Epping Forest Residence

A complete renovation and addition to an old summer cottage, this house was  built with superb craftsmanship by Dan Goodman.

Fox Island Lodge : A Zero Energy Lodge 

Completely off the grid, Fox Island Lodge is a true Zero Energy House.

Photovoltaic panels provide power for an energy efficient refrigerator and fluorescent lighting. Water is provided by pedal power, courtesy of an old bicycle hooked up to the well pump. Waste is handled with a composting toilet, grey water system, and built in recycling bins.

Built in 1929 as a hunting lodge, it was renovated in 1978 for use as an education center and once again after Hurricane Isabel in 2003.

This lodge provides an ideal platform for teaching the 'small planet' concept to students on CBF's environmental education field trips. Students are able to get in touch with nature, hearing the sound of waves and the swallows which nest under the building

This outdoor education center was designed as a model of sustainable building, with environmentally responsible material choices and energy efficient strategies. Originally an old hunting lodge, it has been renovated by a national environmental organization to house 25 students and teachers on overnight field trips, with sleeping, cooking, eating, and classroom space. It was designed to nurture an appreciation and respect for the environment in the field trip participants.

The building serves as a lesson in sustainability, showing many different strategies for saving materials and saving energy

The Noonan Center's strategies in achieving sustainability include:

•  Reduce the need for fuel

•  Use renewable fuel sources

•  Reuse Materials

•  Use natural materials and avoid toxins

•  Protect habitat and ecosystems

•  Water Quality .

LEED:  Leadership in Energy and Environmental Design

Janet Harrison is a LEED Accredited Professional, offering a wide range of LEED services, including:

•  Initial Analysis

•  Registration

•  Research

•  Implementation

•  Documentation

•  Submission

Engineering and Commissioning are contracted separately.  She also offers workshops and presentations.

The LEED Rating System was developed by the US Green Building Council to evaluate environmental performance from a “whole building” perspective.  For a LEED analysis, we look at six categories: site, water, energy, materials, indoor environmental quality, and design excellence.

Janet has been involved with the US Green Building Council since its infancy, working with the very first version of the rating system, the LEED Pilot Phase.

She was responsible for LEED certification of the first Platinum rated building, the Chesapeake Bay Foundation’s Philip Merrill Environmental Center in Annapolis, MD.   She is currently working on a pilot project for the State of Maryland, using the LEED Ratting System on the New Academic Building at Saint Mary’s College of Maryland.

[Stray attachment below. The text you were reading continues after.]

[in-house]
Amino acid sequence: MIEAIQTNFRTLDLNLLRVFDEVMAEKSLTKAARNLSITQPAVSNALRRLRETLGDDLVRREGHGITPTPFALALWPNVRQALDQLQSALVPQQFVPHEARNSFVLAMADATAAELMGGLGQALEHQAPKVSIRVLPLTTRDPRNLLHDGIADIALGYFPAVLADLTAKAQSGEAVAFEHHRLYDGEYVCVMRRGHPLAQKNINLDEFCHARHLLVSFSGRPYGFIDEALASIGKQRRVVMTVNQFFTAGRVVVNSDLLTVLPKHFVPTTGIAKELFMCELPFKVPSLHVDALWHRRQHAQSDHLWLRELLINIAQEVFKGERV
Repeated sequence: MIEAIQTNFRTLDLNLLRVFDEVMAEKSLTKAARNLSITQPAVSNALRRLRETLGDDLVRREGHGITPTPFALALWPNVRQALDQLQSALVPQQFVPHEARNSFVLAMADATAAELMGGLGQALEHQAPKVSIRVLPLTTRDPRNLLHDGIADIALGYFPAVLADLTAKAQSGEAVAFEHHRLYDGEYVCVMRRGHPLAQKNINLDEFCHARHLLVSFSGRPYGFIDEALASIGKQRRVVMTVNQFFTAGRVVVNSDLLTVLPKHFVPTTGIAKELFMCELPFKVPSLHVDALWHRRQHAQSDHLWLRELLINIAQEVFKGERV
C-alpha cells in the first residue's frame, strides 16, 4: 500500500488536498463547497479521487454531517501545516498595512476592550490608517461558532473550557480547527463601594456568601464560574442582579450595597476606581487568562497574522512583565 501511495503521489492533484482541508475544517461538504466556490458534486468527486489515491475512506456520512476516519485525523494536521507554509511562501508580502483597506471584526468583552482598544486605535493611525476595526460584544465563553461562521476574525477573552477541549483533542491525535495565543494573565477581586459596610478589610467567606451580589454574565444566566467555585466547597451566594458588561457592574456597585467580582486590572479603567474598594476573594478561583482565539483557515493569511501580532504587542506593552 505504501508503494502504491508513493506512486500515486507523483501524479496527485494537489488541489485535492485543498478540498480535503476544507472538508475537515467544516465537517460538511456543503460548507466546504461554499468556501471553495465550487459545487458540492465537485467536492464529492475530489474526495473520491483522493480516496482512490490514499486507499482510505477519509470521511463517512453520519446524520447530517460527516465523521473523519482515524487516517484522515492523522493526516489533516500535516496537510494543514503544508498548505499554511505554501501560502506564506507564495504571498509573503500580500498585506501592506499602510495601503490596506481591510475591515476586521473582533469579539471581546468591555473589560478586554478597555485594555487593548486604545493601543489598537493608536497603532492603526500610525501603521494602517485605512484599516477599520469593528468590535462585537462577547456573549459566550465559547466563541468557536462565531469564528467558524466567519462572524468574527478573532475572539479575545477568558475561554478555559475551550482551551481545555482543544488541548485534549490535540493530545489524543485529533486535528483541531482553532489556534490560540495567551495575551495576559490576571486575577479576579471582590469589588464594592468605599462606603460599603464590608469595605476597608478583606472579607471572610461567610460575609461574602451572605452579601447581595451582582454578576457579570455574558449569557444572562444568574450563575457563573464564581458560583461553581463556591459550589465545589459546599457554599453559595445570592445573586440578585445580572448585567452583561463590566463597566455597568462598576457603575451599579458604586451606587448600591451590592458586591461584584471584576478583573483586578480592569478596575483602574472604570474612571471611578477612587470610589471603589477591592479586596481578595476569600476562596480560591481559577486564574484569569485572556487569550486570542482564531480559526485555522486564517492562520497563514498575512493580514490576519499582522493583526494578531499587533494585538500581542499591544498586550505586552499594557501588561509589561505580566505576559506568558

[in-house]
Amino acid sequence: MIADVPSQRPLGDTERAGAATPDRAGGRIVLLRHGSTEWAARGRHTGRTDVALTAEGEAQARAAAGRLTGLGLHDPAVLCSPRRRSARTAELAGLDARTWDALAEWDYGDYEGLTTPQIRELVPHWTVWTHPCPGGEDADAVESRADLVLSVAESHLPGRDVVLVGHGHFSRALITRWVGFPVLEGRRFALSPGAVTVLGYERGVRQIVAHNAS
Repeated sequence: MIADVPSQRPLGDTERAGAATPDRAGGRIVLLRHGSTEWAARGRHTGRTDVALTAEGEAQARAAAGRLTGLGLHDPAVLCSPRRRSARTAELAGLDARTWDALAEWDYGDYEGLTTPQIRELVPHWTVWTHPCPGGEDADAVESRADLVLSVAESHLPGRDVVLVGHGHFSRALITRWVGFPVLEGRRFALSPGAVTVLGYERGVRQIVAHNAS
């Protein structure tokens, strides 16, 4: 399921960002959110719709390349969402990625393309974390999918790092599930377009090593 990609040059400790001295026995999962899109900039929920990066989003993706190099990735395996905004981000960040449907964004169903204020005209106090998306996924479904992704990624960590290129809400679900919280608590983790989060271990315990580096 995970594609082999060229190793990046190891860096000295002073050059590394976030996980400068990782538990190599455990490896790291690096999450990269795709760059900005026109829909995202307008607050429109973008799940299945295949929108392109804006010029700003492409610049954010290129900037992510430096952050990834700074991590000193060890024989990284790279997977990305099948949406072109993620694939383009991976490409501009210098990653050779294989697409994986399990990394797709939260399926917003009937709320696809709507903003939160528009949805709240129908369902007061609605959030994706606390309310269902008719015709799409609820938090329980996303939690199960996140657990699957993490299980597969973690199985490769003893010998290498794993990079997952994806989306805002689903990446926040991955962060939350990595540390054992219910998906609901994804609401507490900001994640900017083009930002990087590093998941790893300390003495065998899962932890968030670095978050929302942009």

Lindamoor Residence

A new kitchen for an award-winning cook spurred a renovation and addition designed to not only upgrade the kitchen, but also integrate it more fully with the living space. The new layout is ideal for gourmet cooking and entertaining.

For more information on the Philip Merrill Environmental Center go to   www..savethebay.cbf.or

The Philip Merrill Environmental Center was built to house the headquarters of the Chesapeake Bay Foundation in Annapolis, Maryland. This 30,000 square foot sustainable building was built not just as an office, but as a teaching tool, to demonstrate that sustainable design principles could be used in mainstream buildings. More than half of the materials used in the building come from within a radius of 300 miles, most other materials are salvaged, renewable, or recycled. The building uses only 50% of the energy of a traditional building, and of that energy, 30% is from renewable sources such as solar, photovoltaic, and ground source heat pumps. Rainwater is collected from the roof, but no water is used for toilets or irrigation, so the building uses only 10% of the potable water used by a typical office building.

The project participated in the pilot phase of the U.S. Green Building Council’s LEED Rating System and was the first building to earn a LEED Platinum Rating. It has subsequently won many other awards, including the NOVA Award for Construction Innovation in 2003, the Business Week/Architectural Record Award in 2001, and it was one of the AIA/COTE Top Ten Green Projects in 2001.

Key Green Design Features:

•  Rainwater cisterns

•  Composting toilets

•  Reducing site distrubance

•  Natural ventilation

•  Active solar features

•  Geothermal heat pump with desiccant dehumidification system

•  Structural insulated panels (SIPS)

•  Smart parking design

•  Certified wood

•  Detached conference facility

•  Recycled regenerable and reused materials

•  Transportation management

•  Native landscape species

•  Indoor air quality

•  Passive solar design

•  Building commissioning

Sherwood Forest Residence

Janet Harrison provided design consultation on this new house designed in a cottage style to fit comfortably in with the older summer houses in Sherwood Forest. A full front porch on the street side enhances the traditional neighborhood ambiance. Rear decks and windows take advantage of sweeping views of the Severn River.